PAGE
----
The late great artist John Lafcadio had left behind twelve crated paintings with instructions that they were to be opened and displayed, one per year, beginning ten years after his death, at a party to be held in his London home/studio. He had a two fold motivation for this scheme, first to keep up demand for his work and second to annoy his chief rival even from the grave. When he made these plans Lafcadio probably never dreamed just how many deaths these arrangements would cause.
Albert Campion is attending the eighth posthumous Lafcadio opening. His hostess, Lafcadio's widow, Belle is very much in charge, of the party, her husbands estate, and her very bohemian family - two of her husbands former models, Lisa and Donna Beatrice; his agent, Max Fustian; their granddaughter Linda and her fiance, Thomas Dacre and his wife Rosa-Rosa. During the party the lights went and when they were restored revealed that a murder had been committed. Campion begins to investigate the crime when all fingers point to Linda. Secrets and long held resentments begin to surface, leading to a second murder but of course, Campion triumphs in the end.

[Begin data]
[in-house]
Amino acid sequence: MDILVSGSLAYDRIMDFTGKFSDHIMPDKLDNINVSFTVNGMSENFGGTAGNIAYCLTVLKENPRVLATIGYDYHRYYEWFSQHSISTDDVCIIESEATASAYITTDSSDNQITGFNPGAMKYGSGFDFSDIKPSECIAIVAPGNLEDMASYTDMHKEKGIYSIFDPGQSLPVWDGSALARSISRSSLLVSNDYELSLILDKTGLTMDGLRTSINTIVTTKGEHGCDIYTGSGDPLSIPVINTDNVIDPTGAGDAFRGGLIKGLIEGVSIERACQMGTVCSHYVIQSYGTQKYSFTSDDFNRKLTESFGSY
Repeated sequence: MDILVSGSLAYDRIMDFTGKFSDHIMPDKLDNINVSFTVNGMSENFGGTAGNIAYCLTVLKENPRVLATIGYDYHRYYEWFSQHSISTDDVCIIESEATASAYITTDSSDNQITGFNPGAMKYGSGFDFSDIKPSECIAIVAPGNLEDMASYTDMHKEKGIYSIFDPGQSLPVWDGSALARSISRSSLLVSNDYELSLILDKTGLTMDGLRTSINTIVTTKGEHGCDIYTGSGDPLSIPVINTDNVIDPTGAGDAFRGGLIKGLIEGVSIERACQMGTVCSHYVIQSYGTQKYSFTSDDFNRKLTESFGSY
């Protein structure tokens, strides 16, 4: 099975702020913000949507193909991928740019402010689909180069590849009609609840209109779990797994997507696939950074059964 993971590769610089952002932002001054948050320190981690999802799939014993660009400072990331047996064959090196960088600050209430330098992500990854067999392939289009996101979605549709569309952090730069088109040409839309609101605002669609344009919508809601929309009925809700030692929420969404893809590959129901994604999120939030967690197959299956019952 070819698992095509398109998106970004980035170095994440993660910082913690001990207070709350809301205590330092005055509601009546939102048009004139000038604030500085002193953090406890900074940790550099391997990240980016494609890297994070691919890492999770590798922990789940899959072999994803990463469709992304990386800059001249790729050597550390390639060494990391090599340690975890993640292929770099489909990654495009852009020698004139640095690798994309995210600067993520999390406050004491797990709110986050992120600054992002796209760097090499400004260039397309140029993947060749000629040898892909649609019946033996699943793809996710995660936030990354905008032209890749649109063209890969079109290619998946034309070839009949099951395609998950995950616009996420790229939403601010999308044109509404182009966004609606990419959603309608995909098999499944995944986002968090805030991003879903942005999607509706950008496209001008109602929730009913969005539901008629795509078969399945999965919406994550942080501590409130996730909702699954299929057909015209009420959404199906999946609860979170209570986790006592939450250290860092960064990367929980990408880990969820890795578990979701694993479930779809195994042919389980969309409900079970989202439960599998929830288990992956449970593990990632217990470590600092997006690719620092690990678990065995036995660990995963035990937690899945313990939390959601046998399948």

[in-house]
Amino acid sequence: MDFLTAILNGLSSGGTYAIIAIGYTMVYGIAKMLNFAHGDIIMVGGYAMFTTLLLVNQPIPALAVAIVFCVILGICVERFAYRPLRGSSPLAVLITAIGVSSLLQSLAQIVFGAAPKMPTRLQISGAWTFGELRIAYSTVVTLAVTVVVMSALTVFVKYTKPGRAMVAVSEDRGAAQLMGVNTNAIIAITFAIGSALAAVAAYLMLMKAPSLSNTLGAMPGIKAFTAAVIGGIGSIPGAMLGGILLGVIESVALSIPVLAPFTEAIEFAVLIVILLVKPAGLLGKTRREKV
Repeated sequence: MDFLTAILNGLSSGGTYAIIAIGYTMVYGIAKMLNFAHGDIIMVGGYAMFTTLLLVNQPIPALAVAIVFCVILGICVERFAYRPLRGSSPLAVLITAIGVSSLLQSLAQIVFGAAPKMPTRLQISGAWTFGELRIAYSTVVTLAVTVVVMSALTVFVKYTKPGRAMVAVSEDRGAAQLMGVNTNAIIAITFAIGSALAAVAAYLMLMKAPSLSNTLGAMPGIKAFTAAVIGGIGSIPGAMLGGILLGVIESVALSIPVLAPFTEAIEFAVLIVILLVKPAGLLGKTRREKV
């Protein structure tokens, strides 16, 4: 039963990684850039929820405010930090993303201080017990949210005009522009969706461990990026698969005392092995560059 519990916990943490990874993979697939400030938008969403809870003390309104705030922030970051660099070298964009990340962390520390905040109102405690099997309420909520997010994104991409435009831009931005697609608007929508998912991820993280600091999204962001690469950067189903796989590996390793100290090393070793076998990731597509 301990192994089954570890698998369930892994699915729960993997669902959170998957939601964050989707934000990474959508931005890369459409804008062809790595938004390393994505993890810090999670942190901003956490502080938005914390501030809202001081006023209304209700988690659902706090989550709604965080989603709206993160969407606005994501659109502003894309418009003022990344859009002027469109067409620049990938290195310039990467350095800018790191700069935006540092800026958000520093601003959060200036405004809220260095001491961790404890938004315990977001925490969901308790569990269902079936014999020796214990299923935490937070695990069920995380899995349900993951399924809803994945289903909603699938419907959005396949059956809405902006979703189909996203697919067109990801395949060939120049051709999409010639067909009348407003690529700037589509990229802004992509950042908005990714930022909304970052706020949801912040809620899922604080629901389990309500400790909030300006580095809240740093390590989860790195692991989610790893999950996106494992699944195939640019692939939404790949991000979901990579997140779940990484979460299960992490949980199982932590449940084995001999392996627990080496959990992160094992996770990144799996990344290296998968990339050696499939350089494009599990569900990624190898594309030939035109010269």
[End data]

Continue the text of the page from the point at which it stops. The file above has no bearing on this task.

While DEATH OF A GHOST is listed as a mystery, it is more strictly a thriller. The murderer is revealed long before the end of the book, the remaining few chapters involve Campion proving his case. While there is a certain amount of tension involved in the action scenes and a small challenge for the reader to figure out the culprit this is really more of a straight character driven novel rather than either a mystery or a thriller.
Campion has often been compared to Sayers' Lord Peter. In the early novels in particular, Campion bore much in common with Wimsey. The art colony setting for this 1934 novel has a lot in common with Sayers' 1931 FIVE RED HERRINGS. Happily though Campion emerges from Wimsey's shadow and emerges as an interesting character in his own wright.
"He was my dearest enemy." Sep 4, 2005
Margery Allingham once described a mystery novel as if it were a four-sided box: "a Killing, a Mystery, an Enquiry and a Conclusion with an element of satisfaction in it." The first three elements provided her as an author with the discipline that let her imagination have play with the last.